A part-time actress and an unproven director have teamed up to make “Larry Crowne,” a sparkless romantic comedy about a fired blue-collar worker who falls for his community-college speech teacher.
It’s only the fourth major screen role for Roberts in the past seven years and just the second feature directed by Hanks, who also co-wrote the script with Nia Vardalos of “My Big Fat Greek Wedding.”
Roberts’s rust and Hanks’s inexperience behind the camera are evident in “Larry Crowne.” The comatose film is as boring as Roberts’s onscreen husband (Bryan Cranston), a deadbeat writer who spends most of his time surfing porn on the Internet.
Mercedes Tainot (Roberts) is a burnout who tries to get her classes canceled for lack of attendance. Hanks’s title character worked at a Wal-Mart clone before getting sacked for not having a college degree, which supposedly limited his chances to climb the corporate ladder.
Divorced and saddled with an underwater mortgage, Larry takes the advice of his neighbors (Cedric the Entertainer and Taraji P. Henson) and enrolls in the local college, where he joins an eccentric scooter-riding posse led by a cute student (Gugu Mbatha-Raw) who nicknames him Lance Corona.
Larry, who’s shy and awkward when he starts school, evolves into a polished speaker under Tainot’s tutelage. (He also takes an economics course taught by Dr. Matsutani, played by Star Trekker George Takei with a mad cackle.) Tainot likewise makes a stark transition, from cynical professor to enthusiastic mentor.
I guess we’re supposed to be inspired by their ability to change and grow. Maybe I would have been if someone had bothered to create real characters, instead of social symbols.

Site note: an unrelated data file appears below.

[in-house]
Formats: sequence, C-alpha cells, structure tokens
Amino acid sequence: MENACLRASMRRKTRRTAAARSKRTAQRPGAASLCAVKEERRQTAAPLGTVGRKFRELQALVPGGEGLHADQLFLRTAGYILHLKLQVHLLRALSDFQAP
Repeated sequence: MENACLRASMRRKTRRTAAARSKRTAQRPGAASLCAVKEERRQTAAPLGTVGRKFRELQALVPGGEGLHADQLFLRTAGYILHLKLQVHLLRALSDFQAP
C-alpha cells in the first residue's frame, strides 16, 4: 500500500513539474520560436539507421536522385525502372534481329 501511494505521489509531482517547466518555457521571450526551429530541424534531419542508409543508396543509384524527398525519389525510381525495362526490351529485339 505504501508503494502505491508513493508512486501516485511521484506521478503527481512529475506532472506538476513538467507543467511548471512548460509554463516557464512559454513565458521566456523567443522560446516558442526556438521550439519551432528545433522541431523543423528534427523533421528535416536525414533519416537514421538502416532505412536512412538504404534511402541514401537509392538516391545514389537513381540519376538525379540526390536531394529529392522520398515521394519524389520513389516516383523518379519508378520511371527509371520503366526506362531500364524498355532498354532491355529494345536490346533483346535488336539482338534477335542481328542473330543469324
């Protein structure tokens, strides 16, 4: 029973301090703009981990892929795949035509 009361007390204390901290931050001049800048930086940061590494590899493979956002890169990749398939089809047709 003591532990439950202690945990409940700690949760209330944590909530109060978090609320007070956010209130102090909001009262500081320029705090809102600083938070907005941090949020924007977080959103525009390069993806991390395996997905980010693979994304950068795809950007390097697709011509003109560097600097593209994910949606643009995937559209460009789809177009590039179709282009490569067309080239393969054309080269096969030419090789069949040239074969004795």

“Larry Crowne,” from Universal Pictures, is playing across the U.S. Rating: *1/2
Terri is an obese teenager who lives with his senile uncle, wears pajamas to school and sets mouse traps in the woods. He befriends two classmates, a scrawny loner named Chad and Heather, a pretty girl ostracized for an act of exhibitionism.
That odd trio and their nerdy vice principal (John C. Reilly) are the unlikely heroes of “Terri,” an unsparing, strangely charming story about dealing with rejection and ridicule.
The film captures the loneliness of being an outsider in an adolescent world that prizes conformity. The characters may seem like weirdos, but director Azazel Jacobs and screenwriter Patrick de Witt show us the humanity underneath their strange veneers.
Jacob Wysocki, Bridger Zadina and Olivia Crocicchia are affecting as the teenagers, while Reilly revels in his role as a kind-hearted school administrator who knows what it’s like to be an outcast.
What the Stars Mean: **** Excellent *** Good ** Average * Poor (No stars) Worthless
(Rick Warner is the movie critic for Muse, the arts and leisure section of Bloomberg News. Opinions expressed are his own.)
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